1. Open a specific bank account.
To really make money on sports betting, you have to be dedicated, so it’s a good idea to have a special account that’s only for placing bets.
- When you open this account, be sure you invest enough money to cover your bankroll for an entire season or year, not just a single game.
- To ensure you have enough money, multiply your base bet by at least 100, and that’s the minimum amount you should keep in this account at all times.
- If you’re new to sports betting and don’t know your base bet, put in whatever money you have set aside for this venture and determine your base bet on the size of your bankroll (each bet should represent one to two percent).
2. Create accounts with a few sportsbooks.
In order to place bets, you have to have an account with at least one sportsbook, though it’s ideal to have at least three, because then you can compare offerings and place smarter bets. Some sportsbooks also offer signup bonuses, so be sure to shop around. Most sportsbooks are available online these days, and some of the more popular sites include:
3. Learn to make smart bets.
There are a number of rules that apply to this, and while some are about the numbers, others are about which teams you should and shouldn’t bet on.
- For instance, while each bet should represent about one to two percent of your bankroll, you can reduce this to 0.5 percent if you aren’t confident about a bet. Similarly, you can increase the bet if you’re very confident, but never place a bet that exceeds four percent of your bankroll.
- There are also some experts who say never to place a bet if you aren’t confident, because it’s better to walk away and find a better bet that you feel good about.
- Many experts recommend not betting on your home team in any sport, because your bias can cloud your judgement, and this can lead to great losses.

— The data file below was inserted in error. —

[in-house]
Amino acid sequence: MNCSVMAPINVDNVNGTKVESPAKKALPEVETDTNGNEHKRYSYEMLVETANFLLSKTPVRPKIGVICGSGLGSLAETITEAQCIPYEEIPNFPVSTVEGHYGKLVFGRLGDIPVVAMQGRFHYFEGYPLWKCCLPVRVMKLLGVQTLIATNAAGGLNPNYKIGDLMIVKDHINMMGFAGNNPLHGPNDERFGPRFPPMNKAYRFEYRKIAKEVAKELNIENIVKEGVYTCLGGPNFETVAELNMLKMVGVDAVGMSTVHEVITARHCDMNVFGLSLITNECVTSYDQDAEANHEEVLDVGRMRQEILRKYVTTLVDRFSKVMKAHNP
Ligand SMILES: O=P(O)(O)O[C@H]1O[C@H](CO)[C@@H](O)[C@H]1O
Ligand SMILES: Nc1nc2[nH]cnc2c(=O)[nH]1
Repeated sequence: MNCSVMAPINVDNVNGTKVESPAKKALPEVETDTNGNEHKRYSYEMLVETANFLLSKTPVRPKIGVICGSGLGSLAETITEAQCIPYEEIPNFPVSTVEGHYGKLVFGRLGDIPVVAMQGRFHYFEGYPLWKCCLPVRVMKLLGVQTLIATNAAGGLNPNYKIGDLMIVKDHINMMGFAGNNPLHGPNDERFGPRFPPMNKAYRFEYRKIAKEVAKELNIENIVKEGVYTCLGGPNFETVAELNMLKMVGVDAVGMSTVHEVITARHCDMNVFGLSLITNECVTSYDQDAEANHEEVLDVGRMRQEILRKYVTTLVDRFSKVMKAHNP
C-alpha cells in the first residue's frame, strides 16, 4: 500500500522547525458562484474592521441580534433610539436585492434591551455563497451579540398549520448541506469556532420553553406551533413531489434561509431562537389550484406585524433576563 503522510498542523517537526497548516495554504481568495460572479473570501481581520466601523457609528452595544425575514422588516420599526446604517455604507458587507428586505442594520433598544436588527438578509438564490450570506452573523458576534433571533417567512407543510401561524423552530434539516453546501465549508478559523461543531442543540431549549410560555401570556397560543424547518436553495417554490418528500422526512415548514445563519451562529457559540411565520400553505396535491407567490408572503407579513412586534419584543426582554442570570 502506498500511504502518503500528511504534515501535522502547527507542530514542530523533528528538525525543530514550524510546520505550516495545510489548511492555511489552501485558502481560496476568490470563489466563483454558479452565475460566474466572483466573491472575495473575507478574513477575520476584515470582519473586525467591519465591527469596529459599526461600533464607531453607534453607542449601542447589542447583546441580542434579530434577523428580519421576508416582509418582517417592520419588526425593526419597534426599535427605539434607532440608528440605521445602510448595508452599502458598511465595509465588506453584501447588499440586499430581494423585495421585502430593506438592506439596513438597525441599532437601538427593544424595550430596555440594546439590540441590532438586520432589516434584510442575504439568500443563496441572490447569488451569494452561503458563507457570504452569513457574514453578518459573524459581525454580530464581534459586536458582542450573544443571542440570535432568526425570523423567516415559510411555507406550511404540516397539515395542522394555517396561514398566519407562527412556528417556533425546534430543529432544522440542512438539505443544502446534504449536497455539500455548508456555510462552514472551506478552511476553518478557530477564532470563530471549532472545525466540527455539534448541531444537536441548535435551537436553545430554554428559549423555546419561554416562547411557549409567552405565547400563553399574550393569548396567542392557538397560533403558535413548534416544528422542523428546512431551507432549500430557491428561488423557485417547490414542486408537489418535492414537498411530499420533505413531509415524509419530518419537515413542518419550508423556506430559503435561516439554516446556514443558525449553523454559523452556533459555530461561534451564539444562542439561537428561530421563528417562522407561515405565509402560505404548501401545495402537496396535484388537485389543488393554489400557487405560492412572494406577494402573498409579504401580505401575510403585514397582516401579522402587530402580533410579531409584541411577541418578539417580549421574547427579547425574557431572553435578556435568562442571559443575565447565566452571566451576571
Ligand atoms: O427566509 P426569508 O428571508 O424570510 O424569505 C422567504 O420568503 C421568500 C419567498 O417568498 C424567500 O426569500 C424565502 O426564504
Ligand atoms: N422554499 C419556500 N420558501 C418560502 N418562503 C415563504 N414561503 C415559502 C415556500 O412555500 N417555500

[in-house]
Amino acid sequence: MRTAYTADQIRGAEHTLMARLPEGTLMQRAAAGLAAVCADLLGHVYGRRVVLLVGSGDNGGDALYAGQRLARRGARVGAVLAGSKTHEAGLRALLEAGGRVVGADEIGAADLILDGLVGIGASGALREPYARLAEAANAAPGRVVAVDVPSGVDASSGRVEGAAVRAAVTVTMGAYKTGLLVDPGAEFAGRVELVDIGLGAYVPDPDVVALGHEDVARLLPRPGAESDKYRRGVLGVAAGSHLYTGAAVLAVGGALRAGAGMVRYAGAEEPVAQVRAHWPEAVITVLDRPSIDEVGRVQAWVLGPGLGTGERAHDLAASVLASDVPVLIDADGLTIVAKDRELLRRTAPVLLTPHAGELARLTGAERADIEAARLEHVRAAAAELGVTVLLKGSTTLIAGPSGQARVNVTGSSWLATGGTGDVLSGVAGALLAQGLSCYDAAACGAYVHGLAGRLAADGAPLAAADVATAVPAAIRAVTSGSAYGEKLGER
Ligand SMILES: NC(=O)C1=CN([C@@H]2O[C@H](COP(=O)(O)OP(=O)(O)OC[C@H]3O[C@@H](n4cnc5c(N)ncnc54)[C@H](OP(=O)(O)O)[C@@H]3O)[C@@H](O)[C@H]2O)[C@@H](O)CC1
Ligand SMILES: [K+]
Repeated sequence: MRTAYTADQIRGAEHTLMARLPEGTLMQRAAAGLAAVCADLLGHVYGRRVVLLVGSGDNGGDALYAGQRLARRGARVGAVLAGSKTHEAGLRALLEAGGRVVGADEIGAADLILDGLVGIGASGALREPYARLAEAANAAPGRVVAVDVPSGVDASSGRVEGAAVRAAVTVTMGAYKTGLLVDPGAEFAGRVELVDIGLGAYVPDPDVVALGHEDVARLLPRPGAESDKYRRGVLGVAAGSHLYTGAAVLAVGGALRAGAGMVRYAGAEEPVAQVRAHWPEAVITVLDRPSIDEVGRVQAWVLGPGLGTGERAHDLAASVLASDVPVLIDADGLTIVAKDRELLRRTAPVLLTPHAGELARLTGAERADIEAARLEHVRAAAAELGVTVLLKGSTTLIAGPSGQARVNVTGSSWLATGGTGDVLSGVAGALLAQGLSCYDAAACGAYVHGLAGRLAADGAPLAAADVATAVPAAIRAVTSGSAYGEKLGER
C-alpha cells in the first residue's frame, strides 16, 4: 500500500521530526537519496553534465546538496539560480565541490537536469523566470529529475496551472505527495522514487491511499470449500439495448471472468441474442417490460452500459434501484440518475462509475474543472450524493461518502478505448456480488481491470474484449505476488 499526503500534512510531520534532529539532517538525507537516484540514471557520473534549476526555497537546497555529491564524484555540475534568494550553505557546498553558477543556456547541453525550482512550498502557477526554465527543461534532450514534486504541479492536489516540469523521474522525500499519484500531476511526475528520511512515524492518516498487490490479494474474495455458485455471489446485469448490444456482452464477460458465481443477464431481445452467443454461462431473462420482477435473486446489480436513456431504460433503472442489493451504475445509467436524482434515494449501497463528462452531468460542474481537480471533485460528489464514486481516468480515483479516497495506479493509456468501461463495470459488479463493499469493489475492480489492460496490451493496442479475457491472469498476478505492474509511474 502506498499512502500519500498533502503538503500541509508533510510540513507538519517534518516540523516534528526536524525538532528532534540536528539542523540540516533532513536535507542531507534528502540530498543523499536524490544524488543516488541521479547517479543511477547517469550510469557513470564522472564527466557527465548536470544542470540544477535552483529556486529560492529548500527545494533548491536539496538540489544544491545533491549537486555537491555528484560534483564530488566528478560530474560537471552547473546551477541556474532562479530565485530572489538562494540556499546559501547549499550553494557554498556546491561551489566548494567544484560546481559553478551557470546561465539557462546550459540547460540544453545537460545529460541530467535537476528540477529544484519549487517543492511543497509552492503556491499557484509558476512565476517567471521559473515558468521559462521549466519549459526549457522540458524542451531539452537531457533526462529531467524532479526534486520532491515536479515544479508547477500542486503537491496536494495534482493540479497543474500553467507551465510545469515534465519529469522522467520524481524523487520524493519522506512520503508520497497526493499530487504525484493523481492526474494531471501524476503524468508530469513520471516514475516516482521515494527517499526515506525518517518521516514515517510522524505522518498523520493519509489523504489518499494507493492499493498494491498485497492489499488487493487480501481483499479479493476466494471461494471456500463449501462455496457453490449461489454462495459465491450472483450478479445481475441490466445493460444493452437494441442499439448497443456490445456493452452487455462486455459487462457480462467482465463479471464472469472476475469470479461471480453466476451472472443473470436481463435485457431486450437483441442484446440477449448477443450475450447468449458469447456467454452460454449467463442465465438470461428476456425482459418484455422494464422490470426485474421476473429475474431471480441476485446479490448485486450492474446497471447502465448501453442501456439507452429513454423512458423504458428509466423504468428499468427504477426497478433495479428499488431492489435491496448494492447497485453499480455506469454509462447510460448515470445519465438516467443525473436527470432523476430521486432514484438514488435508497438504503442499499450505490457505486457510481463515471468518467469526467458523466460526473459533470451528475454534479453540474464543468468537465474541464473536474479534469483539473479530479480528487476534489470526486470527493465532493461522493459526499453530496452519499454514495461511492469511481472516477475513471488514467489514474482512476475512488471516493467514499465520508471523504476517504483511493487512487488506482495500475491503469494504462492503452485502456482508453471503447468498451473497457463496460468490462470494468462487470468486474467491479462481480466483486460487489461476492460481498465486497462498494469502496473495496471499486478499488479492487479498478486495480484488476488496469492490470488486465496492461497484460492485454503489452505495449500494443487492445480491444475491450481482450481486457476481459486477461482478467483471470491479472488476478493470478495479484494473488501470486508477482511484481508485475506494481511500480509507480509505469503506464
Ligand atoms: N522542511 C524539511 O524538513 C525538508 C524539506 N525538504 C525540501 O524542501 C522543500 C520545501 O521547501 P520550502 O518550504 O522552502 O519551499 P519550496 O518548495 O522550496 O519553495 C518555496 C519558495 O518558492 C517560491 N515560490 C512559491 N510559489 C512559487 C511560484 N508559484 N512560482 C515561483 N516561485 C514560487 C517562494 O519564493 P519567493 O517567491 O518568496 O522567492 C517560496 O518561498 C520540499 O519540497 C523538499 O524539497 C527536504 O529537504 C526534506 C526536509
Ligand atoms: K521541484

4. Create a betting schedule.
Don’t just bet on every game: every week, look at the upcoming games and pick the ones you want to bet on based on your confidence in the potential bet.
- Don’t be afraid to walk away from a bet right before the game. Odds change, lines change, and point spreads change, and if you’re no longer confident about a bet, either don’t make it or reduce the bet.
5. Don’t chase bad bets.
This refers to the practice of trying to recoup losses from a previous bet with more betting. It’s dangerous to do this because many people will set aside good judgement and place more bad bets in an attempt to win back what was lost, and this results in further losses.
- The opposite is also true: don’t chase a good bet (one where you won) with more bets in an attempt to win more or double your money. Have a betting schedule or routine and stick to it.
6. Bet sober.
This refers to betting with a clear mind and focus. Many people will read this and think it is common sense but you would be surprised how many people break this rule. Emotions can get the best of all of us, and bad decisions can be made from those emotions.
- “Going on Tilt” was a term developed when sports bettors let their emotions cloud their best resulting in losing their bankroll.
Understanding Sports Betting
1. Understand moneylines.
The moneyline is a plus or minus number associated with each team involved in a particular match, and it refers to either how much you have to bet to win $100 or how much you’ll win if you bet $100.
- For instance, if a moneyline is Toronto Maple Leafs -200 and Vancouver Canucks +155, it means you have to bet $200 on the Leafs in order to win $100, or you have to bet $100 on the Canucks to win $155.
- The team associated with the minus number (the Leafs) is the favored team, while the team associated with the plus number (the Canucks) is the underdog.
- Many gamblers bet on the moneyline in hockey and baseball, because the scores are lower and point spread betting doesn’t make as much sense in these games. However, you can bet on the moneyline for almost every sport.
2. Learn about point spreads. Point spread betting is more popular in games where there’s a larger gap between the final scores. In a point spread bet, you don’t just bet on whether a team will win, but also whether that team will win by a specific amount.
- For instance, if a point spread is Detroit Lions +4, New England Patriots -4, you would bet on whether you thought the Lions would win and if they’d win by more than four points.
- Again, the team associated with the minus is the favorite and the team associated with the plus is the underdog.
3. Understand parlays.
Parlay betting involves making multiple types of bets on the same game. For example, if you combined a moneyline bet and a point spread bet on the same game, this would be a parlay bet.
- These bets often offer large payouts, but they require a great deal of accuracy.